BMW rolls out new 5 series.
Abu Dhabi German carmaker BMW is launching its new 5 series in the UAE this week.
The launch comes at a time when premium car sales seem to be on the upswing again after a slump in the last year, James Crichton, Director Sales and Marketing for BMW Middle East, told Gulf News on the sidelines of the 5 series presentation at the Yas Island race circuit in Abu Dhabi last Sunday.
He said that premium car sales in the Middle East dropped by 27 per cent last year, with BMW falling less at only 8 per cent. This year, BMW sales went up again by 3.7 per cent, he added.
"The 5 series is a core product in BMW's portfolio and one of the top-selling models in the Middle East," Crichton said. "It is set to further strengthen BMW's position in the premium midrange segment here."
The 5 series will enter the Middle East market with one eight-cylinder and three six-cylinder petrol engines.
No diesel engines
There will be no diesel engines available, Crichton said, despite BMW offering a wide range of highly developed turbo diesel engines on most of its markets globally.
"With diesel fuel being significantly more expensive in the UAE and most of the region's markets, we decided not to offer our diesel programme here," Crichton said.
The 5 series is sold in a market range besides direct German competitors Mercedes and Audi.
Since 1994 until the end of February this year, BMW has sold almost 32,000 units of the 5 series in the Middle East, Crichton said.
However, top selling BMW models in the UAE u sold by AGMC in Dubai and the Northern Emirates and by Abu Dhabi Motors in Abu Dhabi u remain the two sports utility vehicles X6 and X5 with 1,295 and 1,284 units respectively, followed by the 7 series, which accounted for 1,254 units last year.
Altogether, those three models made up 68.3 per cent of the total sales in 2009, Leanne Blanckenberg, Corporate Communications Manager, BMW Middle East, told Gulf News.
The 5 series will be introduced with some options completely new to the region, among them a remarkable system called parking assistant, which is configured to detect an empty parking space when driving by and park the car automatically in it. Other useful safety features are the lane departure warning which automatically warns inattentive drivers if the car is about to stray out of its lane, and the night vision system which detects people and animals up to a distance of 300 metres in the night using an infrared camera, to avoid potentially dangerous situations.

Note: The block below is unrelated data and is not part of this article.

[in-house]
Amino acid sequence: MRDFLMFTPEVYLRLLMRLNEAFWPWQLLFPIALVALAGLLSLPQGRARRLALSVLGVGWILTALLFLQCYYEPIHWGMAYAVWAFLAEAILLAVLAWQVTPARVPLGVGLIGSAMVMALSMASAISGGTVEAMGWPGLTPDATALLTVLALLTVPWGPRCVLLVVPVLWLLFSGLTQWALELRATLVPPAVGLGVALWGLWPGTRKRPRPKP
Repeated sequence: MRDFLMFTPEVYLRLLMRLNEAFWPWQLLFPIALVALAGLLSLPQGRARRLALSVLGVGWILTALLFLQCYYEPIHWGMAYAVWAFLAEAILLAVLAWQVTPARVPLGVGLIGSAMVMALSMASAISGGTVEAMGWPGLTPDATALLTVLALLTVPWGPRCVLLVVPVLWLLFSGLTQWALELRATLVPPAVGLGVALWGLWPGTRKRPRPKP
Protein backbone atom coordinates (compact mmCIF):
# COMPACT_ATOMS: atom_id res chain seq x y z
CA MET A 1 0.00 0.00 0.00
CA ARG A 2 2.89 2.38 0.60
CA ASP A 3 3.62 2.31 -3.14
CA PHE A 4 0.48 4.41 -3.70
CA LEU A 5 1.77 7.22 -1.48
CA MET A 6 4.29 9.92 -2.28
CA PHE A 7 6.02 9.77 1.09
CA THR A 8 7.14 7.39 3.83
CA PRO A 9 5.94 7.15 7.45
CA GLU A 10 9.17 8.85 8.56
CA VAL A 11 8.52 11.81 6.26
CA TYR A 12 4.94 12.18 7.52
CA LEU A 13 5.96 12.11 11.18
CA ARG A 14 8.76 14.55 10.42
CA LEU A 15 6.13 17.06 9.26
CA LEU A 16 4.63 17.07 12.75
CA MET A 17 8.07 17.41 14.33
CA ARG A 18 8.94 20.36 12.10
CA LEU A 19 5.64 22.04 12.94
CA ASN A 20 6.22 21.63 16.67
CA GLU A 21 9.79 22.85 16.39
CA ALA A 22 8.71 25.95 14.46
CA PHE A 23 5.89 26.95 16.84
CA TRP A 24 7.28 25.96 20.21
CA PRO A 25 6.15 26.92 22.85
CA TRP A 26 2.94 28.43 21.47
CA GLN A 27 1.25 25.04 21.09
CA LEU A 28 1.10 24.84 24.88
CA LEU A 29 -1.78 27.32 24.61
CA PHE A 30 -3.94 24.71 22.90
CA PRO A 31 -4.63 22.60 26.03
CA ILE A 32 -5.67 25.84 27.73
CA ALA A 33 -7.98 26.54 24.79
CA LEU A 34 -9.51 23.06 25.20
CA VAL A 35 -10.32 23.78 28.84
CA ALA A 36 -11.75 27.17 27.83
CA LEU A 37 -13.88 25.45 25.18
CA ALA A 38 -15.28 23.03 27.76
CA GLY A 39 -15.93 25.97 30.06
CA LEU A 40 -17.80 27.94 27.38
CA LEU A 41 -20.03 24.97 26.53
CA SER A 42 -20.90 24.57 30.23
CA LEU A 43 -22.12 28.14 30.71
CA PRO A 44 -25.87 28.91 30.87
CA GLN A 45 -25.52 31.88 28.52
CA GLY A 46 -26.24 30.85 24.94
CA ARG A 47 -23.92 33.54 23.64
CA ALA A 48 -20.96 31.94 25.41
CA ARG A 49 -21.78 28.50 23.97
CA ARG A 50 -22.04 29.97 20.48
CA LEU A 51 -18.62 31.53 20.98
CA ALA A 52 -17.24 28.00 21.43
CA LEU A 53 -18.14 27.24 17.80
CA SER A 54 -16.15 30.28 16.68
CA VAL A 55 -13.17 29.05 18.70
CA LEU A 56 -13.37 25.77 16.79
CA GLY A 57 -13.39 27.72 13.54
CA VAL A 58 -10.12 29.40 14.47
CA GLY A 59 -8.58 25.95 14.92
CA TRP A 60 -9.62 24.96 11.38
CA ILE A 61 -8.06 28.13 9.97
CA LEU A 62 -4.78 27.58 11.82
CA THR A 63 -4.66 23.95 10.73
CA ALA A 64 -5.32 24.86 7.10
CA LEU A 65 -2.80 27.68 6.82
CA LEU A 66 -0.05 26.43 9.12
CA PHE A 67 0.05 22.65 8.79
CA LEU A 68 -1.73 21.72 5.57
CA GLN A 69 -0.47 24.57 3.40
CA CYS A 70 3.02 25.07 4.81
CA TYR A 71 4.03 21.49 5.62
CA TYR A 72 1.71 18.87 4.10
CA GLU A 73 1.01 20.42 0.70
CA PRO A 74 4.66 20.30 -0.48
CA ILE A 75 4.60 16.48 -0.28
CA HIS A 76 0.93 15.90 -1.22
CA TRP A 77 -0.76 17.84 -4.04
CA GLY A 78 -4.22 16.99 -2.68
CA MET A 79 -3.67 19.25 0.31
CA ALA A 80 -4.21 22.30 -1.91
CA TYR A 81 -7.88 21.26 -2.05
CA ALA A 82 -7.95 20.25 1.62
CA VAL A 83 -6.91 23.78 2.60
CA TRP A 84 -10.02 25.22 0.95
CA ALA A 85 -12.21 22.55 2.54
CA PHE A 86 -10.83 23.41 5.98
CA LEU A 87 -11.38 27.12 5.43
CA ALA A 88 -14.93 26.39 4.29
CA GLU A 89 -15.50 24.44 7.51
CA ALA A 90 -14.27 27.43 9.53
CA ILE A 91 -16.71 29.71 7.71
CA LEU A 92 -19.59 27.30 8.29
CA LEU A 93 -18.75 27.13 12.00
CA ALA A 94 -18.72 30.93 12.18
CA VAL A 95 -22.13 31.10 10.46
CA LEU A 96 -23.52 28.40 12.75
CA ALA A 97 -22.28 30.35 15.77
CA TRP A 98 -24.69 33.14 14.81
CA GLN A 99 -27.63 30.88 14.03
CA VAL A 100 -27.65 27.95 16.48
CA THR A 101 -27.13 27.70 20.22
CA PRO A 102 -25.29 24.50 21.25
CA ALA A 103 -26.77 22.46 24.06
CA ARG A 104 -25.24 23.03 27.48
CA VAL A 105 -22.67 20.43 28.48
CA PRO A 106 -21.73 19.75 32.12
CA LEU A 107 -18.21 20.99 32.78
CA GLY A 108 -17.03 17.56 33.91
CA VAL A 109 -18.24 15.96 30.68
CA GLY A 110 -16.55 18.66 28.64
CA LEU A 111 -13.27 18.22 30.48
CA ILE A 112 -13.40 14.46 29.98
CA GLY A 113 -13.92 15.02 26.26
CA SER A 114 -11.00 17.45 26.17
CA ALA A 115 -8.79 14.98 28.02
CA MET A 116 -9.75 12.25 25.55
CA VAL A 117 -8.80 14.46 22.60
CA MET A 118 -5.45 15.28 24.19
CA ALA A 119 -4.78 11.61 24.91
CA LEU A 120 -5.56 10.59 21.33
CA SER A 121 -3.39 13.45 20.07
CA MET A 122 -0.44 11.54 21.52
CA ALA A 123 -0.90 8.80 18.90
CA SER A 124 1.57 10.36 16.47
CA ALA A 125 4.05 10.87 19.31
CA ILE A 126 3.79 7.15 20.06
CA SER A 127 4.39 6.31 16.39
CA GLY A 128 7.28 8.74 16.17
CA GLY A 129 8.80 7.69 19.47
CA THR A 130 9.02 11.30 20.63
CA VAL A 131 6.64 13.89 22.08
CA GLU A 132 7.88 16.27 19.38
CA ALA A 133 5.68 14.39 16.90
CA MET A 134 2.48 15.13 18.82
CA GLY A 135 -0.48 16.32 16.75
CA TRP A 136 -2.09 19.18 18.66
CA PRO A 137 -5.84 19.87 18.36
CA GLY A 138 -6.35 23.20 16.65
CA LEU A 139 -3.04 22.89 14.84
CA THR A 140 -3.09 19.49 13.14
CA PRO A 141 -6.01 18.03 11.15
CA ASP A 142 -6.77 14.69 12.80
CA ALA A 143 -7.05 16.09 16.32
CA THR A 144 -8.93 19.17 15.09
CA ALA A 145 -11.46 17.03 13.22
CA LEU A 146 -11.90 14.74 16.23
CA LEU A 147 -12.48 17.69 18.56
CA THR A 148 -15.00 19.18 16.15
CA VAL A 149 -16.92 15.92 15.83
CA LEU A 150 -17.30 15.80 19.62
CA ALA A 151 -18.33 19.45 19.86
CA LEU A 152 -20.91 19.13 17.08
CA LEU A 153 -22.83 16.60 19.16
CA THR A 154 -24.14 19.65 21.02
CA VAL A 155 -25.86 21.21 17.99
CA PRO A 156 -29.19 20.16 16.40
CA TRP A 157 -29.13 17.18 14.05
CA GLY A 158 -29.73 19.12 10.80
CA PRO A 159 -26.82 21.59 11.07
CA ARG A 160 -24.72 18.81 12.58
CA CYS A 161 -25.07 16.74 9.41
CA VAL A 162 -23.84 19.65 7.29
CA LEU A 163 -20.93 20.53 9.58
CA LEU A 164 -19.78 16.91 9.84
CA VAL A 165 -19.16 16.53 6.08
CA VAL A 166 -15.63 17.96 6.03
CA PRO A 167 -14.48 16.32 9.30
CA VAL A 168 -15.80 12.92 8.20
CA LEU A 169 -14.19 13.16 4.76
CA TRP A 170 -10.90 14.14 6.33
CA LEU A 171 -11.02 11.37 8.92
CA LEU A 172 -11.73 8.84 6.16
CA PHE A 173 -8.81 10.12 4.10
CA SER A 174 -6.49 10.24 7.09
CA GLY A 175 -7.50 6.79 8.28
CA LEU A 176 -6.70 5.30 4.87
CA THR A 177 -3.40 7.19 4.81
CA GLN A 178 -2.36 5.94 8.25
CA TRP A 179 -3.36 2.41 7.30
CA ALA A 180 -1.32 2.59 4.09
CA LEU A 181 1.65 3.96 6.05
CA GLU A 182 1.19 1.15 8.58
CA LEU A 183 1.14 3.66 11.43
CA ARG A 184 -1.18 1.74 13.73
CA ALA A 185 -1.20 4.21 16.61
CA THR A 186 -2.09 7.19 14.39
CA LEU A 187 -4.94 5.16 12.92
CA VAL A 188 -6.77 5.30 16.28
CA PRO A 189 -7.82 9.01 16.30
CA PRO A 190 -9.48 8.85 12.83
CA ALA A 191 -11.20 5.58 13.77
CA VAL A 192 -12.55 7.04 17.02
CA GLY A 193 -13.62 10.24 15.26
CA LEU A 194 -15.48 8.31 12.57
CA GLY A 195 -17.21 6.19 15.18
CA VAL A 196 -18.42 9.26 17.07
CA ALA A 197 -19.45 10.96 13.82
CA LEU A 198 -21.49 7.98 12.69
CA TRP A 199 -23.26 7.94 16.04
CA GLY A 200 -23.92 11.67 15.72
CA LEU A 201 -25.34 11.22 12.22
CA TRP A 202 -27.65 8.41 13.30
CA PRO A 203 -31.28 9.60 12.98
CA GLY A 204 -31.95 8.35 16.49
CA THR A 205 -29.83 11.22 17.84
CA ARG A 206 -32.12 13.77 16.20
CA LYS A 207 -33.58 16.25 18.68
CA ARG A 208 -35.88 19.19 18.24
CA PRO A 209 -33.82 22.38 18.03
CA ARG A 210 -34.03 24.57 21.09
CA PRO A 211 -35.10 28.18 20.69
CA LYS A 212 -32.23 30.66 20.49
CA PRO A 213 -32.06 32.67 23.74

"We are sure that these safety features are quite useful, especially on the UAE roads," Crichton said.
Crichton emphasised that due to the implementation of the "efficient dynamic system," a technology designed to reduce fuel consumption and CO2 emissions, the 5 series "consumes about one litre per kilometer less than its direct competitors."
In BMW history, about 5.5 million units of five model generations of the 5 series have been sold globally since its introduction in 1972.
The current sixth generation is planned to last for a model cycle of seven years, with occasional facelifts in between, Crichton says.
BMW's other brand, the Mini, experienced a steeper drop in Middle East sales than the premium segment last year, Crichton said.
The entire Mini segment, comprising other smaller cars like the VW Beetle, Volkswagen Golf or Peugeot, slumped 36 per cent.
"For those cars, the Middle East is still a small market," Crichton said.
Regarding Toyota's massive car recalls, Crichton said that he expects that the Japanese carmaker's sales "certainly will be affected, but they will overcome the crisis. Toyota's advantage is that they are very customer-oriented."
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